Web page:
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the purity of blue with which Titian has gifted his flower. But the master does not aim at the particular colour of individual blossoms; he seizes the type of all, and gives it with the utmost purity and simplicity of which colour is capable." A second point to be noticed is the way in which one kind of truth has often to be sacrificed in order to gain another. Thus here Titian sacrifices truth of aerial effect to richness of tone-tone in the sense, that is, of that quality of colour which makes us feel that the whole picture is in one climate, under one kind of light, and in one kind of atmosphere. “It is difficult to imagine anything more magnificently impossible than the blue of the distant landscape ; impossible, not from its vividness, but because it is not faint and aerial enough to account for its purity of colour; it is too dark and blue at the same time; and there is indeed so total a want of atmosphere in it, that, but for the difference of form, it would be impossible to tell the mountains intended to be ten miles off, from the robe of Ariadne close to the spectator. Yet make this blue faint, aerial, and distant; make it in the slightest degree to resemble the tint of nature's colour; and all the tone of the picture, all the intensity and splendour, will vanish on the instant” (Modern Painters, vols. i., xxvii., xxx. (Preface to Second Edition), pt. i, sec. ii. ch. i. § 5, pt. ii. sec. ii, ch. i. $ 15 ; vol. iii. pt. iv. ch. ix. $ 18; vol. v. pt. ix, ch. ii. $ 31; Arrows of the Chace, i. 58). We may notice lastly what Sir Joshua Reynolds points out (Discourse viii.), that the harmony of the picture—that wonderful bringing together of two times of which Lamb speaks above, is assisted by the distribution of colours. “To Ariadne is given (say the critics) a red scarf, to relieve the figure from the sea, which is behind her. It is not for that reason alone, but for another of much greater consequence ; for the sake of the general harmony and effect of the picture. The figure of Ariadne is separated from the great group, and is dressed in blue, which, added to the colour of the sea, makes that quantity of cold colour which Titian thought necessary for the support and brilliancy of the great group; which group is composed, with very little exception, entirely of mellow colours. But as the picture in this case would be divided into two distinct parts, one half cold, and the other warm ; it was necessary to carry some of the mellow colours of the great group into the cold part of the picture, and a part of the cold into the great group; accordingly, Titian gave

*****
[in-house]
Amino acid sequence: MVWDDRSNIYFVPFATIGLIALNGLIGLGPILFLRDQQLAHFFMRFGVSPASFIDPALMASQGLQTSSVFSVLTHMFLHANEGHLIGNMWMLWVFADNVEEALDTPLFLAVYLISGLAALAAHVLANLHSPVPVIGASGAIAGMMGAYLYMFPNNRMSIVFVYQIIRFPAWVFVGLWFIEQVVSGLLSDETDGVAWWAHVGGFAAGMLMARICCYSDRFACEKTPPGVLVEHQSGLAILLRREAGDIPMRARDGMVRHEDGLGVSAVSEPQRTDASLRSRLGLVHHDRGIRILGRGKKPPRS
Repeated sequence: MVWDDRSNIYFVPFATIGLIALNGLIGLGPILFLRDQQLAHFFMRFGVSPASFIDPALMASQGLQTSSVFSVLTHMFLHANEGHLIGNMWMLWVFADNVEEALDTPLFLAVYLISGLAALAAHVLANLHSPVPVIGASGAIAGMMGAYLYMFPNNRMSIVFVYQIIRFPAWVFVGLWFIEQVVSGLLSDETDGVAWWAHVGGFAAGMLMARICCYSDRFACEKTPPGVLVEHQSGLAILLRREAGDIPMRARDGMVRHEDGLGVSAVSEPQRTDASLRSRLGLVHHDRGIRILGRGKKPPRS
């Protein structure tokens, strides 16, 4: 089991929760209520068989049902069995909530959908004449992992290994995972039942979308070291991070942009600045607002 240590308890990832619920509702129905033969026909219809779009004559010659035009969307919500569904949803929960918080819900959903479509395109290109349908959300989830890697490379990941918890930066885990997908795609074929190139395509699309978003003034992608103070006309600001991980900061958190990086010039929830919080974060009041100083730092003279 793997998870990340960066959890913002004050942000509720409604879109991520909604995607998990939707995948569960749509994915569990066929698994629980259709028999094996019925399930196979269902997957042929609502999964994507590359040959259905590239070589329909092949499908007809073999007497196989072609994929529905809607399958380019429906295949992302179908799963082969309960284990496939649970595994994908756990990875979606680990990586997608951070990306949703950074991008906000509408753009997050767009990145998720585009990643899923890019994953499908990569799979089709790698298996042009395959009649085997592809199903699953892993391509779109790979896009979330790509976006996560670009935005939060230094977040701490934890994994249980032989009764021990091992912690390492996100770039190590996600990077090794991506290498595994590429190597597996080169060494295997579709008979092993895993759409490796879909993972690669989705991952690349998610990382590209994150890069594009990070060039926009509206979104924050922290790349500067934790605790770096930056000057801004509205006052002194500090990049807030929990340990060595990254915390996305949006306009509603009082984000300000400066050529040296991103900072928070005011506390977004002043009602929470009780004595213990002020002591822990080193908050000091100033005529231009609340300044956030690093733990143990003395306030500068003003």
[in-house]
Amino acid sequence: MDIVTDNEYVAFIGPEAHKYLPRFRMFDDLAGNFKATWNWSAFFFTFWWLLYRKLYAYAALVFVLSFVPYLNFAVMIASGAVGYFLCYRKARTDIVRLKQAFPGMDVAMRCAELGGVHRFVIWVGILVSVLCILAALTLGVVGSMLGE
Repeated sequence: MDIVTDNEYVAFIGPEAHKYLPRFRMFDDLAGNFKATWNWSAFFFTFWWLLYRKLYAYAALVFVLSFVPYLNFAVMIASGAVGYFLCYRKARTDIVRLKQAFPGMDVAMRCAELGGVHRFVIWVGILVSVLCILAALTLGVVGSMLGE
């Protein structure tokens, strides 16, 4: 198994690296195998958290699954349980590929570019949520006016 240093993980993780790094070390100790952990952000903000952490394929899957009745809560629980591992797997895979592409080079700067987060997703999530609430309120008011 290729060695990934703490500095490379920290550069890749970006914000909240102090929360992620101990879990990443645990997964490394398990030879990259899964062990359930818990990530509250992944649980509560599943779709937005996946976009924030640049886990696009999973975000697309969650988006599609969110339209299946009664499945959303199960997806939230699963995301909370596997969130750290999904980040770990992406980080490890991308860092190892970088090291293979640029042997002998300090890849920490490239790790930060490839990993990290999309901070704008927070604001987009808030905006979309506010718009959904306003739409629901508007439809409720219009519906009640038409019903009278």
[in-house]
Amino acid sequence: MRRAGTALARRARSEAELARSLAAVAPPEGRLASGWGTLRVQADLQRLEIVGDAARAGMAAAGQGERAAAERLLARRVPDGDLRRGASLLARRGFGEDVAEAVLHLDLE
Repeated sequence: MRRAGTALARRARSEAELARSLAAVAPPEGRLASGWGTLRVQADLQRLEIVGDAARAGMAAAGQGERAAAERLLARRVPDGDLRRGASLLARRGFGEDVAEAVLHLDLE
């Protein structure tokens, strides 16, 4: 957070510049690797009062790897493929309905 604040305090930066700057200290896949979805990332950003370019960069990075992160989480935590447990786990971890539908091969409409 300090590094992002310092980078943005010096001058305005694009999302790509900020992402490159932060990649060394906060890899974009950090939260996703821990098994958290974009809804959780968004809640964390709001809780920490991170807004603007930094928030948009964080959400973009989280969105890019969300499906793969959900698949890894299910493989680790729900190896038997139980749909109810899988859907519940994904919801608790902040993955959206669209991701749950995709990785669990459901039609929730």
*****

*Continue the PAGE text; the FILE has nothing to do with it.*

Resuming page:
Ariadne a red scarf, and to one of the Bacchante a little blue drapery."